Judge sides with Epic Games in antitrust lawsuit against Apple

▲ The battle has been won by Epic Games, but is the war over? Image via Epic Games

 

After months of two tech titans throwing down in a courtroom, Judge Yvonne Gonzalez Rogers made her ruling on Friday morning.

 

In an antitrust lawsuit brought on by Epic Games, the company behind the global phenomenon Fortnite, they argued that Apple created an unfair monopoly that put a stranglehold on games and apps distributed through their digital store.

 

Rogers ruling states that, Apple are "hereby permanently restrained and enjoined from prohibiting developers from including in their apps and their metadata buttons, external links, or other calls to action that direct customers to purchasing mechanisms, in addition to In-App Purchasing and communicating with customers through points of contact obtained voluntarily from customers through account registration within the app."

 

Apple is expected to appeal the decision and made the following statement:

 

 

In layman's terms, individuals who make in-app purchases through iOS applications found in Apple's store must have the option available to them to use payment options outside of the tech giant. For example, if an individual wants to buy a new skin for their character in Fortnite while playing on their mobile device, Apple must provide players the opportunity to make the purchase through Epic Game's store, opposed to just through Apple.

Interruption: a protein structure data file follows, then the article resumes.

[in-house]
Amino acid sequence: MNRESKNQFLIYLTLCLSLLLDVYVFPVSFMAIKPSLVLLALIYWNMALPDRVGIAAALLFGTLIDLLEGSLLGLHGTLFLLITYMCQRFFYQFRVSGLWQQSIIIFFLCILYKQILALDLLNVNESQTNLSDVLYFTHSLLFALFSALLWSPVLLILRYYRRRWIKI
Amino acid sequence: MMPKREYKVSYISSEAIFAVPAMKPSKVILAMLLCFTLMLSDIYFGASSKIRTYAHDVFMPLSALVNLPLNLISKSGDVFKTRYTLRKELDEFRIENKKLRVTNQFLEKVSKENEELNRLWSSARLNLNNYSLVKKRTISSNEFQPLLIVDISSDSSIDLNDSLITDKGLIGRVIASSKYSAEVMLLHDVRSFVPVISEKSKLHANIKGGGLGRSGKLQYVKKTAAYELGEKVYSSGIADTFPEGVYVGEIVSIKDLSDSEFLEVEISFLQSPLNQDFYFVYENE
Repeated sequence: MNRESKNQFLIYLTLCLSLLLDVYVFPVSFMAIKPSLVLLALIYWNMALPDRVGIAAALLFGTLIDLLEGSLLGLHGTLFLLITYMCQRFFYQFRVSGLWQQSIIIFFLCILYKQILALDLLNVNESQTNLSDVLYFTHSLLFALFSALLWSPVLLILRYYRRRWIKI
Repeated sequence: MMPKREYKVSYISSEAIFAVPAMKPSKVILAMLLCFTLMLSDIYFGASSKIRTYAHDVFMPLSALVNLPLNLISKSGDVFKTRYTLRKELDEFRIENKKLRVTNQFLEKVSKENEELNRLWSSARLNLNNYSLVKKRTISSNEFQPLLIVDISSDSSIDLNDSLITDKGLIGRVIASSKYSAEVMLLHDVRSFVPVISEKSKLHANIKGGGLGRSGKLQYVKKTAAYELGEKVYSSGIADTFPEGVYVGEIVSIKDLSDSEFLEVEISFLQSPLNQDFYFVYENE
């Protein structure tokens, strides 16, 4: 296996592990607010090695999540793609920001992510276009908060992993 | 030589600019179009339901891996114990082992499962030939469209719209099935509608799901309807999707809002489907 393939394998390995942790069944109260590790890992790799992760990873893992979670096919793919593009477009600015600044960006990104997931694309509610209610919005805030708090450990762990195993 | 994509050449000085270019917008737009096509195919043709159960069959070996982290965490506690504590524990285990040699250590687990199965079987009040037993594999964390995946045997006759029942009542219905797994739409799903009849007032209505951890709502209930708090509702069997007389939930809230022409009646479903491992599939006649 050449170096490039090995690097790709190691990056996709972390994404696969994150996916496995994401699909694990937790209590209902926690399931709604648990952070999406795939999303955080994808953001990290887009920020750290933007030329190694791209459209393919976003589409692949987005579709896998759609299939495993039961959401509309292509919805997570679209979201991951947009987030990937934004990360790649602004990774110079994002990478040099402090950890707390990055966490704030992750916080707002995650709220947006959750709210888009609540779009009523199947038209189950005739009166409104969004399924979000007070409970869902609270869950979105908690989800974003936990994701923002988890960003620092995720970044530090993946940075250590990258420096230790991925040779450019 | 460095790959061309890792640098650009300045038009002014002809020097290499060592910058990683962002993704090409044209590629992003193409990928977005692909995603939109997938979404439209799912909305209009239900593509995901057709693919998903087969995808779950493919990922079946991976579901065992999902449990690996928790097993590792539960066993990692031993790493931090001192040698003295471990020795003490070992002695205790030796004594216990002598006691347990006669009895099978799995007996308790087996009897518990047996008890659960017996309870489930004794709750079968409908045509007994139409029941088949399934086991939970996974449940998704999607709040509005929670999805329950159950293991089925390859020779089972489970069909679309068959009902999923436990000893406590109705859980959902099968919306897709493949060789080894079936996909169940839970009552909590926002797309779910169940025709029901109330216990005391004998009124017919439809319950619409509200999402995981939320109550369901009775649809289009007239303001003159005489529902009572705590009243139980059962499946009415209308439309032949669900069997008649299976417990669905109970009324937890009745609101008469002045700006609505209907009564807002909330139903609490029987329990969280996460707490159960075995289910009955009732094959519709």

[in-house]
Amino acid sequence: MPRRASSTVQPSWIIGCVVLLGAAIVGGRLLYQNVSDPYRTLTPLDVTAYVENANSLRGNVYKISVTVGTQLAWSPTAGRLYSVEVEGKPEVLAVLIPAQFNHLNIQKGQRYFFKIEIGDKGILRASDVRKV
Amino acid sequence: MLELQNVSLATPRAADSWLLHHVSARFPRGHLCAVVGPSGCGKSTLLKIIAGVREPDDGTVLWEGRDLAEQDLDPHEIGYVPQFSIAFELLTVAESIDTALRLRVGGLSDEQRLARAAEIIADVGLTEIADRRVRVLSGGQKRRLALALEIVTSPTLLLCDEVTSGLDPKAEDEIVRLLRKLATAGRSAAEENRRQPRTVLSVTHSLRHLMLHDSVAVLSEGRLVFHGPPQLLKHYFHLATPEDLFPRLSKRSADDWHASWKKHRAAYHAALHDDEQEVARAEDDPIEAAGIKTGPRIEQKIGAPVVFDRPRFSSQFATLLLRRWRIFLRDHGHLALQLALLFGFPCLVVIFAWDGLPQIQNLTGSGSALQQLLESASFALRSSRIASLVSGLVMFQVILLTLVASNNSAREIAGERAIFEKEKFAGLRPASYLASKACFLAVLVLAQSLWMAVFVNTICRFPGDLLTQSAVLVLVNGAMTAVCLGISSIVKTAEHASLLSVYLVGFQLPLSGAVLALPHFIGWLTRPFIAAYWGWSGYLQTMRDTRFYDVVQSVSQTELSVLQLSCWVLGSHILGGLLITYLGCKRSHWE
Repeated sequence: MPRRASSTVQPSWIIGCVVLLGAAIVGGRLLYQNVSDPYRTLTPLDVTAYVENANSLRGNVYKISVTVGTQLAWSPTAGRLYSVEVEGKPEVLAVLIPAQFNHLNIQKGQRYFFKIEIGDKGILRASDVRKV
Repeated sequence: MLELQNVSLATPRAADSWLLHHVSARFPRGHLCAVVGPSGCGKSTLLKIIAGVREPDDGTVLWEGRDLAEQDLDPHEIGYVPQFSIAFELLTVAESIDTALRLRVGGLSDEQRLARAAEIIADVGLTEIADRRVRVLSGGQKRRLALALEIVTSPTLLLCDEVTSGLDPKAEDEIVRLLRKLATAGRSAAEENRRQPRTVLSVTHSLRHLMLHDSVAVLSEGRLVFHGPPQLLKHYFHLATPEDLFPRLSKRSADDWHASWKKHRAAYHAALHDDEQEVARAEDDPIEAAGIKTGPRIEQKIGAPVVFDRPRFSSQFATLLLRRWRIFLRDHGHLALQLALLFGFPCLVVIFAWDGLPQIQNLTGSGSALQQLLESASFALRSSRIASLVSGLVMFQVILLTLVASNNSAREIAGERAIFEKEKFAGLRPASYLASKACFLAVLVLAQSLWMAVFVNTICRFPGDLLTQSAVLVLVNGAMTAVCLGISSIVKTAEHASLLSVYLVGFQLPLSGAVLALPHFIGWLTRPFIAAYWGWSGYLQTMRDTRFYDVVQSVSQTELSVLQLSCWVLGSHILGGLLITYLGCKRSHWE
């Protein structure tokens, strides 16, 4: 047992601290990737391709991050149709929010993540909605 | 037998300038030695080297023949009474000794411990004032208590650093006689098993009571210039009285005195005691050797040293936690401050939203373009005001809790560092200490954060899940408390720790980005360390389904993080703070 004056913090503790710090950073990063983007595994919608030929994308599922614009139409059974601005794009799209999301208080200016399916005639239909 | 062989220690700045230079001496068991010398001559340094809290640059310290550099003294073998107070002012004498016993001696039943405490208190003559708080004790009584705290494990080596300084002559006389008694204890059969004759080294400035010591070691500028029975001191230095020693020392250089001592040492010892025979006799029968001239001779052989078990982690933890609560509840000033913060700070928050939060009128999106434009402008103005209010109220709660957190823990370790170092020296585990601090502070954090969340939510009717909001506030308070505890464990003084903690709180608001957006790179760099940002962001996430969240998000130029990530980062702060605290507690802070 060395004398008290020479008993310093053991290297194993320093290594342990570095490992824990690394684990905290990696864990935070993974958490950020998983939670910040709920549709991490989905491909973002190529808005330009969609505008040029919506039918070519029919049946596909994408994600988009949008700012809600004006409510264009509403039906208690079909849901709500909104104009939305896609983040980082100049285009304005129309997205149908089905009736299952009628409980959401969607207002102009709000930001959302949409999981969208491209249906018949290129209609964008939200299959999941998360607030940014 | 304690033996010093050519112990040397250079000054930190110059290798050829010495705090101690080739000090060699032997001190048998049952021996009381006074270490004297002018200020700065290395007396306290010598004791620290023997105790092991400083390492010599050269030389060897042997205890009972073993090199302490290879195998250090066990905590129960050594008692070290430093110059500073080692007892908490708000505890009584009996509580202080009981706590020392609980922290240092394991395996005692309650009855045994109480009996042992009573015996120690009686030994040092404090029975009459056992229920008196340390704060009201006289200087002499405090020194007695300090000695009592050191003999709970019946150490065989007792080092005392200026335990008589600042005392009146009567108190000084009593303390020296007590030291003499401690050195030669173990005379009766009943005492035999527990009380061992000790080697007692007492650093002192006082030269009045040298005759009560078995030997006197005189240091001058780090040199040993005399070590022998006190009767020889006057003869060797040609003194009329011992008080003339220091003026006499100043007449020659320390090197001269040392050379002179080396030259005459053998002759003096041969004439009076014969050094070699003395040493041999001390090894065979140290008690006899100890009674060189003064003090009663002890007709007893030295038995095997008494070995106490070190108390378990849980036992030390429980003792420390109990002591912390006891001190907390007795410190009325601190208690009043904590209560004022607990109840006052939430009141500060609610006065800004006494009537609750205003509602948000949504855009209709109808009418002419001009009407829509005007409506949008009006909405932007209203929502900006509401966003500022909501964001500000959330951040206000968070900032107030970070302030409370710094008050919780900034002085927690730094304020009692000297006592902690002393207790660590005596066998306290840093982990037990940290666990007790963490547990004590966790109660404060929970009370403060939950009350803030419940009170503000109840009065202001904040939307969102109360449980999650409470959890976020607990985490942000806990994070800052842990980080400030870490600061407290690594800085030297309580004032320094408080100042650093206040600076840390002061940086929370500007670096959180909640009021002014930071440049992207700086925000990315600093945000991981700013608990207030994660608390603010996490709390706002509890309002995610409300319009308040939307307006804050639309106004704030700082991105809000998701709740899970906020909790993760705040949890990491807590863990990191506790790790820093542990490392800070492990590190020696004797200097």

Despite Epic Games receiving revenue from the purchase made through Apple's store, the game developer is forced to pay a 30% fee for using the latter's their storefront. 

 

Tim Sweeney, the Chief Executive Officer and Founder of Epic Games took to Twitter to give his two-cents on the decision and respond to Apple's post-ruling statement.

 

 

The ruling is scheduled to go into effect on December 9, unless an appeal from Apple pushes that date further down the road.

 

Apple removed Fortnite from the company's iOS store in August of last year due to Epic Games implementing an in-app payment system that allowed players to bypass paying the 30% fee.

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